Leader in the Spotlight: Heather Carroll, Humanitarian & Education Trailblazer
Our Leader in the Spotlight features Heather Carroll, a recent Memorial University Bachelor of Education and Arts graduate, who is currently pursuing a Master’s in International Higher Education at Loyola University Chicago, while teaching at a school. Heather is making an incredible impact in the education community; she has volunteered as a teacher at schools in Fiji and Cambodia, blogged about her experiences in Cambodia for NGO Projects Abroad and E-zine Project Third World, and presented her work at a number of education conferences. For her efforts, she has won Memorial University’s Platinum VIP Award, and was named a 3M National Student Fellow and one of MTV/Ford Canada’s Top 10 Drivers of Change. In our interview below, learn about Heather’s teaching experiences abroad, the need to mobilize educators, and the importance of experiential learning.
What motivated you to go into education?
Even before I began university, I had a clear sense of purpose that I wanted to pursue education. During high school, I did a co-operative education class where I spent time in primary and elementary classrooms, and it seemed like a natural fit for me. I knew teaching was something that inspired me to work hard and something that I loved to do. It’s incredibly rewarding to facilitate a space where others can grow, learn to interact socially, critically think, and discover their capabilities.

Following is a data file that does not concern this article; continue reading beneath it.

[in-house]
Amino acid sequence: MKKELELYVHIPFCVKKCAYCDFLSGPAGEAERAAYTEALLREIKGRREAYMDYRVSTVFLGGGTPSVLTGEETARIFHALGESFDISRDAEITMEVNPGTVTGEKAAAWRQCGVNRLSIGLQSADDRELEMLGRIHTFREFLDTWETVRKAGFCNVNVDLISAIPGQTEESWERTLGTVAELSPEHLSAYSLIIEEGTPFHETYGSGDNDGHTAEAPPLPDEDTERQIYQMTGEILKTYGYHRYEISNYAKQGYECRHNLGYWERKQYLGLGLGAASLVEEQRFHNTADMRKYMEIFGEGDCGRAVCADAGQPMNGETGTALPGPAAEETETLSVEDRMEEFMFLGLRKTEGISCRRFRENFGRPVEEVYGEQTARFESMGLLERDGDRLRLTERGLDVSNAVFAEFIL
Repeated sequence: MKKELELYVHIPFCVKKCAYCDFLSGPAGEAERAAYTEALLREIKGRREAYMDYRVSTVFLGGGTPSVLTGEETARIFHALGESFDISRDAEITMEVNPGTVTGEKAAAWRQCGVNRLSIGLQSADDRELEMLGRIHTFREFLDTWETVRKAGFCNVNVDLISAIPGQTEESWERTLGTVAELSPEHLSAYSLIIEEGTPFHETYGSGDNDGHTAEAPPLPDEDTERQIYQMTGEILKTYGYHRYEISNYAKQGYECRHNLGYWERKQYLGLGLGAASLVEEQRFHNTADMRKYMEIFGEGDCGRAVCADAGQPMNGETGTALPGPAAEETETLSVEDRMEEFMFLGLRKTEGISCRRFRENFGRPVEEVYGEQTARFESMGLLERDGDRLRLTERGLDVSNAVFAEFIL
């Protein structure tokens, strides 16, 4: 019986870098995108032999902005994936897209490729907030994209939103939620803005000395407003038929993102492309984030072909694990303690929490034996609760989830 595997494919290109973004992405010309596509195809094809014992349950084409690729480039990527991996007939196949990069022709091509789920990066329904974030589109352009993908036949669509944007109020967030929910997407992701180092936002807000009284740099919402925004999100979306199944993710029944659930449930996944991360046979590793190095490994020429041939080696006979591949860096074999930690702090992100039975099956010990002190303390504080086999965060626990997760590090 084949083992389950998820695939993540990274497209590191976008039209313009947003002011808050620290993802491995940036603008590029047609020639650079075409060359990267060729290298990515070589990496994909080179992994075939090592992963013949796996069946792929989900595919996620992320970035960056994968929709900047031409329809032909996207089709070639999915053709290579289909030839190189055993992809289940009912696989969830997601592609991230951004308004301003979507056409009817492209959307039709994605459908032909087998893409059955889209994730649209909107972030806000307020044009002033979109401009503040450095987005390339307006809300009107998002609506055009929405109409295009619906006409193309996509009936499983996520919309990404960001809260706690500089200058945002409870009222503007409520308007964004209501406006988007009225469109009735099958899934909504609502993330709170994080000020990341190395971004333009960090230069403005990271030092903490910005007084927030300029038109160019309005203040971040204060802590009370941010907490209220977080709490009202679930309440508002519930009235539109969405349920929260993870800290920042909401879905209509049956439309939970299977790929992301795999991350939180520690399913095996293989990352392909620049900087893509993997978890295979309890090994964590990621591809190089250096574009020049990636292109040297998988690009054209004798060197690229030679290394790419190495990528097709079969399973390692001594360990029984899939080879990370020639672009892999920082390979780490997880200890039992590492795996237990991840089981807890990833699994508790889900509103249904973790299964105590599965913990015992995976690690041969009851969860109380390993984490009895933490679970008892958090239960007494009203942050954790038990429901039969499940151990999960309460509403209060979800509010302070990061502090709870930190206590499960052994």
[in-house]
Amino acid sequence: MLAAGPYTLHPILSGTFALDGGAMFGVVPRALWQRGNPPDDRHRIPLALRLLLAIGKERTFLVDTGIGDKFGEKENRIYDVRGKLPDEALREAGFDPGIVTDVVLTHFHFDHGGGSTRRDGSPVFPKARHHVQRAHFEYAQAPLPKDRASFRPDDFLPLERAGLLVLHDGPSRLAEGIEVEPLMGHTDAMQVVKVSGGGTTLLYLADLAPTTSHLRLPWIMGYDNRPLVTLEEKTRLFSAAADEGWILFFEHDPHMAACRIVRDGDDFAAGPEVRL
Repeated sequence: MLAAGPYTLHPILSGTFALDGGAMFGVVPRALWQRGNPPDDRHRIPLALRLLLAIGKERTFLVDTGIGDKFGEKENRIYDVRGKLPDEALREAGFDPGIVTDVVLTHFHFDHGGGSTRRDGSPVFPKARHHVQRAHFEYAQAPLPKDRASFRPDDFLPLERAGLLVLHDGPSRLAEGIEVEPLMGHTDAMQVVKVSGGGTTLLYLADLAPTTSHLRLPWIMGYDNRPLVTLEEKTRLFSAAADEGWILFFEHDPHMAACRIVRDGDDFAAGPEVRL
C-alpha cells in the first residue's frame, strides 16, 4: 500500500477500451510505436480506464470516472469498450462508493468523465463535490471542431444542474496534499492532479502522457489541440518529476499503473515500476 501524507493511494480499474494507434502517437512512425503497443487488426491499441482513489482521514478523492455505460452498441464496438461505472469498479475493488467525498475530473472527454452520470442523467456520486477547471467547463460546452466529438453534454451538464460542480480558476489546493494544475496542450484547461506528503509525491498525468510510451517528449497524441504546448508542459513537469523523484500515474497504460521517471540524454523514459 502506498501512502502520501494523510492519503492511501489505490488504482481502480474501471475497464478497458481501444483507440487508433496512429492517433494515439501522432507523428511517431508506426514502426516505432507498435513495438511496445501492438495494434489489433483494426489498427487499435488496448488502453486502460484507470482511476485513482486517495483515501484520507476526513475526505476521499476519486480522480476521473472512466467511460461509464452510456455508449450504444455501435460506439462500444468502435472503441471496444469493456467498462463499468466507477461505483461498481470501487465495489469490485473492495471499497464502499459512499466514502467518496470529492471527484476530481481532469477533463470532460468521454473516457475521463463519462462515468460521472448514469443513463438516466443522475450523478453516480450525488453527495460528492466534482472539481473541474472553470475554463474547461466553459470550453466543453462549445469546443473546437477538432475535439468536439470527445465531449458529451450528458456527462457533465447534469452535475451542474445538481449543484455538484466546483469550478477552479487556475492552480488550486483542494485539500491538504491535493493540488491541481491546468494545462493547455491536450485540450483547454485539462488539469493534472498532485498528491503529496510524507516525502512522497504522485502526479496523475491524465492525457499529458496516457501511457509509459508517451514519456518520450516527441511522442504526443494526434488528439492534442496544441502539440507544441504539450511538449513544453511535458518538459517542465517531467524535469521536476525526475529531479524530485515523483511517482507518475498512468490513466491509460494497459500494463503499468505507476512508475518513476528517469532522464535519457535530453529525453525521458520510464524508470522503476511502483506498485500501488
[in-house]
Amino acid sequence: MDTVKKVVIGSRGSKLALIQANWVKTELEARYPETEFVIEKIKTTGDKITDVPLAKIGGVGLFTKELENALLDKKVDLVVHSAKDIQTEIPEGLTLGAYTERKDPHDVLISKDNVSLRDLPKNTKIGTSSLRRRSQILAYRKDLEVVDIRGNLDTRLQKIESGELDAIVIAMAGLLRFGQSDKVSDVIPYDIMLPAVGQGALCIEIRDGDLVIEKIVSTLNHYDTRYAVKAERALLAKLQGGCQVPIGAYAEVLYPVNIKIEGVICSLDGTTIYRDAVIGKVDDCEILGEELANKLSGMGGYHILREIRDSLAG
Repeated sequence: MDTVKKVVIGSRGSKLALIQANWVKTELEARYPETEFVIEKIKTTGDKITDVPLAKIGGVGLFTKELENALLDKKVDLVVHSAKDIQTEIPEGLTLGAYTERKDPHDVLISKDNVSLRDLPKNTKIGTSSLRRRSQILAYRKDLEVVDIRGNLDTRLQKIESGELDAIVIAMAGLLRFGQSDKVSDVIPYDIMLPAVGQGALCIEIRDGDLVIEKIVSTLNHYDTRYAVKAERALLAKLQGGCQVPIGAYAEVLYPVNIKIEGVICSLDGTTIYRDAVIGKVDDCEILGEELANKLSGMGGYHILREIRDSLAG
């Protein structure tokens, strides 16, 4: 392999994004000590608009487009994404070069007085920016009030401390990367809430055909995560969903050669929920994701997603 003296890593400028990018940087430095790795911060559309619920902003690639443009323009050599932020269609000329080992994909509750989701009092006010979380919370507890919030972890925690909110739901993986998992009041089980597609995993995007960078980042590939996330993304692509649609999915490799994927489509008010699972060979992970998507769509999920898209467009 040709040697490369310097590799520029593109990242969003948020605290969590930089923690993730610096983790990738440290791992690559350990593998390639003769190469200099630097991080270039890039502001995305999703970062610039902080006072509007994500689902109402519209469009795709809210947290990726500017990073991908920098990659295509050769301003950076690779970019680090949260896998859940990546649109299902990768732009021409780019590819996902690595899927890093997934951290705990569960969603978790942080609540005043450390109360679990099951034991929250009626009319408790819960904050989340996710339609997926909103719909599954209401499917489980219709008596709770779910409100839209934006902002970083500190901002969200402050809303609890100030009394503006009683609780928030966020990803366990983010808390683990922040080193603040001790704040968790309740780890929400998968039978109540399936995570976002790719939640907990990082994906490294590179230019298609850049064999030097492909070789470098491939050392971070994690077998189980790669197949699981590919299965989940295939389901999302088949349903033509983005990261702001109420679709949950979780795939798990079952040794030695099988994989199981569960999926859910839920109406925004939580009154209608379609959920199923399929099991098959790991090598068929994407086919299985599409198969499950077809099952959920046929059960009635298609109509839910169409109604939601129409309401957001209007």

Tell us about your volunteer teaching experiences abroad in Fiji and Cambodia. How did you come across these opportunities? What did you learn from your time there?
These opportunities were born out of a sense of stagnancy that I had during my time as an undergrad. I was accepted into Memorial University’s Bachelor of Primary/Elementary Education, and that program does not have a teaching placement until your fifth and final year of the program. When I was in first year, I couldn’t identify what was wrong with this, but I felt uneasy about it. I wanted to teach… so why couldn’t I put the skills that I was learning to use?
I felt that the program design was limiting me, so I took extra courses every semester; that way, I could eventually take a semester off and not be “behind.” I am an active volunteer in my community, so it made sense to volunteer as a teacher, and the more I read about the global teacher shortage, I knew that the time I had could help provide a better education to children in overstuffed and under-resourced classrooms. I discovered an organization called Projects Abroad that placed me with an amazing local host family and a school where I was needed. It was a poetic distancing that lead me to Fiji. I went from Newfoundland, an island in the North Atlantic, to Viti Levu, Fiji, an island in the South Pacific. A year later, I was trying to prove the possibility of an abroad teaching internship to my faculty, and since my teachable area is French, I couldn’t return to Fiji. I sought a place where I could teach FSL, and Cambodia seemed like the best fit.